What is Local Anesthesia?

Local anesthesia, simply means injecting the local anesthetic ("freezing") around the nerve of the affected area to make it pain free. Technically speaking, local anesthetics are drugs that block sensory and motor nerve impulse conduction, mainly to produce temporary loss of sensation without loss of consciousness.(1)

The loss of sensation is usually restricted to the area where the injection is applied while other areas of the body are not affected. Local anesthetics are readily absorbed through mucous membranes and damaged skin. For certain procedures, addition of adrenaline along with the anesthetic drug can be used to prolong the duration of local anesthesia.

Local anesthetics can be applied close to the nerve of any part of the body, namely, a finger, an eyelid, the foot or a tooth that requires an operation without other areas getting anesthetized. It can be applied to the mouth, nose or any area lined by mucous membrane in the form of a spray, or gel or by means of an injection; operations can then be performed on the affected part while the patient remains conscious.(2, 3)

What are some of the Local Anesthetic Drugs?

Lignocaine (Lidocaine): It is a commonly used local anesthetic drug. After administration, it has a rapid onset of action within 3 minutes. When combined with adrenaline, the duration can be extended up to 1 or 2 hours.

Bupivacaine : It is a potent local anesthetic and takes up to 30 minutes for full effect and has a longer duration of action.(4)

What are the Indications for Local Anesthesia?

Local anesthetics can be used alone or in combination with other types of anesthetic agents such as spinal or epidural anesthetics.

Indications for Local Anesthesia

What are the Advantages of using Local Anesthesia?

Local anesthesia avoids some of the risks and unpleasantness associated with other forms of anesthesia, such as nausea and vomiting.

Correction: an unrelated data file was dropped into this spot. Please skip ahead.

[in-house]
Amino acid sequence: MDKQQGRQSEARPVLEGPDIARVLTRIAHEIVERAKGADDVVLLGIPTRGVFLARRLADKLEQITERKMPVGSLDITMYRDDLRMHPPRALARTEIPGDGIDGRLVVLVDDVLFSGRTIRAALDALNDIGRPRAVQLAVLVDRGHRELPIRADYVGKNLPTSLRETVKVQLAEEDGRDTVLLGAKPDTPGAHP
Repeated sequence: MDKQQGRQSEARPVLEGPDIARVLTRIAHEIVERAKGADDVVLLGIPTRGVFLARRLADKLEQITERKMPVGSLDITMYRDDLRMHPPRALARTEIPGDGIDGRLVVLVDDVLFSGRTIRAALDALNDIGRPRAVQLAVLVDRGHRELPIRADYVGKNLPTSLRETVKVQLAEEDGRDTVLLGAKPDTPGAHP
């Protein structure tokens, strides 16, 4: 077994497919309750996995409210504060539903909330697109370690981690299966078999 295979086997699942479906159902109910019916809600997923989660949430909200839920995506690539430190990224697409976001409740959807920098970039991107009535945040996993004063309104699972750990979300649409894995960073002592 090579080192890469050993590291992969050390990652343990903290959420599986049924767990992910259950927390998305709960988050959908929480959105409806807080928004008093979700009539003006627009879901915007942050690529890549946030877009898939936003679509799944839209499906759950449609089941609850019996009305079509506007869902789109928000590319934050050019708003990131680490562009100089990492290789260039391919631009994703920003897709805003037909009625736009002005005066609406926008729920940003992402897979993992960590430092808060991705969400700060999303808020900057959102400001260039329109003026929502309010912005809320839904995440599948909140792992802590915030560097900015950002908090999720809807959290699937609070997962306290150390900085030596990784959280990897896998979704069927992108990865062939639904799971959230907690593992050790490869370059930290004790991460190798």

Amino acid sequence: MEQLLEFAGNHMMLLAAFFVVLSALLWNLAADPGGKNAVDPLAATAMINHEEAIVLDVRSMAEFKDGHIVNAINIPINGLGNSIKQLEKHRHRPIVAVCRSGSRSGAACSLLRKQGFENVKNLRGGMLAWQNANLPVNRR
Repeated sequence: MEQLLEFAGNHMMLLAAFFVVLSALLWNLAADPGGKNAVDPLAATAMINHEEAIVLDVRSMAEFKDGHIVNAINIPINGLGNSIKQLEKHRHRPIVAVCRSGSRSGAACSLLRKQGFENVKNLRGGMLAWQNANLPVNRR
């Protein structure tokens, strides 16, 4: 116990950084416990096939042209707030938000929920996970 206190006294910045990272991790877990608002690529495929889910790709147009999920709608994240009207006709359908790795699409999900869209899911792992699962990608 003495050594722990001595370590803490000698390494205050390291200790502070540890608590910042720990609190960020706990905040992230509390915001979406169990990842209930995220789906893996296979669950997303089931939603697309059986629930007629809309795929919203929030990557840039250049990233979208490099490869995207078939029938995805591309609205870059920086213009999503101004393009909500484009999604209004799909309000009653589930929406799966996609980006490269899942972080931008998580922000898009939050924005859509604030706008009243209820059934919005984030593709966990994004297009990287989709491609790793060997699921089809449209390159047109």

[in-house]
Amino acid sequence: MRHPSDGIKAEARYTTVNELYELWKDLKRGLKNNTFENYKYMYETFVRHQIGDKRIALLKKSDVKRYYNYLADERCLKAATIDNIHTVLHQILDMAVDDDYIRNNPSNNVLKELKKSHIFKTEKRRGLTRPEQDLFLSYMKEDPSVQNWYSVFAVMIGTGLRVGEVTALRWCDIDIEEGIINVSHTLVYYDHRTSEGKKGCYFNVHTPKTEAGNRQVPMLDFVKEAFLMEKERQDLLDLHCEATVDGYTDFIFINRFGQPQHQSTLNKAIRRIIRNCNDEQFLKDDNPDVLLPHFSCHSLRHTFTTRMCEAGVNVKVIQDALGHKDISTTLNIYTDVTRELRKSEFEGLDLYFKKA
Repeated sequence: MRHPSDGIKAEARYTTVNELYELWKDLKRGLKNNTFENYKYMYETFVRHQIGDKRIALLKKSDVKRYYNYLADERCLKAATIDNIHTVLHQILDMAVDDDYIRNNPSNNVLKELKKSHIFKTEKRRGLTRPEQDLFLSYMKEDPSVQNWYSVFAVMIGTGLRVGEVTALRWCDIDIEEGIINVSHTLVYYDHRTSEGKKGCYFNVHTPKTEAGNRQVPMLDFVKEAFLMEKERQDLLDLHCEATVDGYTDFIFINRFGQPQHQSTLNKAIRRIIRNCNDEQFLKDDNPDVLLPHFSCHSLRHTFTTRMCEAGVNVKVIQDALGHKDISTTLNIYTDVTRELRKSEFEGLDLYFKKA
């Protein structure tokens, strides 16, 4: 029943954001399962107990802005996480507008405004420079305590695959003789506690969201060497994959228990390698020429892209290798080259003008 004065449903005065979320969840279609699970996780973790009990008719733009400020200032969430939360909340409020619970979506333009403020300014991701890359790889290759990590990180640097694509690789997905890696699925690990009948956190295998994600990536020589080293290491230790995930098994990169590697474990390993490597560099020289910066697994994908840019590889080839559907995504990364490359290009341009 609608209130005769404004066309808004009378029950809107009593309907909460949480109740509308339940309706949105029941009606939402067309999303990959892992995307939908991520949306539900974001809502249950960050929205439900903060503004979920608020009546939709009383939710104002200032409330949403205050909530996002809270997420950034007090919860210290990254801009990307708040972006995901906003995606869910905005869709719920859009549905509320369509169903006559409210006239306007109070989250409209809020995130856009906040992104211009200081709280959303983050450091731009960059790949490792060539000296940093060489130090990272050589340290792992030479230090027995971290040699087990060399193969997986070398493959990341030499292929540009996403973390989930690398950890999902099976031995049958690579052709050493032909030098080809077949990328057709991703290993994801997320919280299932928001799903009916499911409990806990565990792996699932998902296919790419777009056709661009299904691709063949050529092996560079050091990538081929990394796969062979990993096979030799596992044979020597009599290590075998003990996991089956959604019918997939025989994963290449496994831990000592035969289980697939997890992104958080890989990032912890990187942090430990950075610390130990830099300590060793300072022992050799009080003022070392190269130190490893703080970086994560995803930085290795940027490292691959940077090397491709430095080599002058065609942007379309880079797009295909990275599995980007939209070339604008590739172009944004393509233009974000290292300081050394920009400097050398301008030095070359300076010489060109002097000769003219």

The anesthetic action extends for longer than required and therefore provides pain relief for several hours after the operation.

Local anesthesia is associated with reduced blood loss.

It gives the patient a sense of being more "in control" as they are awake during the procedure.

The patient returns to normal eating, walking and other activities faster than in general anesthesia. He may even be able to return home the same day following the surgery.(5)

What are the Adverse Effects of Local Anesthesia?

It is very important to be alert following local anesthesia because adverse symptoms may occur quickly without any warning.

Adverse Effects of Local Anaesthesia

What are the Contraindications for Local Anesthesia?

Local anesthetics are contraindicated if there is a history of previous hypersensitivity to local anaesthetic, sunscreens, sulpha drugs or hair dyes.

Other contraindications would depend on the specific local anesthetic used.

Are Local Anesthetics Painful when Administered?

Most local administration techniques involve using a syringe and a needle to inject drugs into the correct place. The technique can be slightly uncomfortable, accompanied by a stinging sensation. But there is no reason to worry, as the pain associated with the administration is more bearable than the injury itself.(7)

Do Local Anesthetics have Good Efficacies?

When the right amount of the local anesthetic drug is injected into the affected area, it will eventually work and provide good pain relief.

What Can be Done If I Still Experience Pain after being Administered a Local Anesthetic?

More amount of anesthetic can be added in order to achieve the desired result.

Some sedative can be given to ensure better relaxation and comfort.

Other forms of anesthesia can be considered in some cases.


  1. NCI Dictionary of Cancer Terms - (https://www.cancer.gov/publications/dictionaries/cancer-terms/def/local-anesthesia?redirect=true)
  2. Local Anesthesia - (https://en.wikipedia.org/wiki/Local_anesthesia)
  3. Local Anesthetics: Review of Pharmacological Considerations - (https://www.ncbi.nlm.nih.gov/pmc/articles/PMC3403589/)
  4. Essentials of Local Anesthetic Pharmacology - (https://www.ncbi.nlm.nih.gov/pmc/articles/PMC1693664/)
  5. Use of Local Anesthesia for Pediatric Dental Patients - (https://www.aapd.org/globalassets/media/policies_guidelines/bp_localanesthesia.pdf)
  6. Local Anesthetic - (https://en.wikipedia.org/wiki/Local_anesthetic)
  7. How to Make Local Anesthesia Less Painful - (https://www.ncbi.nlm.nih.gov/pmc/articles/PMC2840881/)

Latest Publications and Research on Local Anesthesia


sanjeev_med Monday, April 5, 2010

local anesthesia acts both on sensory n motor neurons, block them by increasing threshold for depolarisation

kushal Thursday, November 12, 2009

i want to know topical form of local anaesthesia and side effect with duraton of action

sudamani Friday, October 23, 2009

i want to know the lethal dosage and safety dosage of local anasthesia

marcuz Thursday, July 16, 2009

i need the indication and contraindication of local, regional, and general anesthesia

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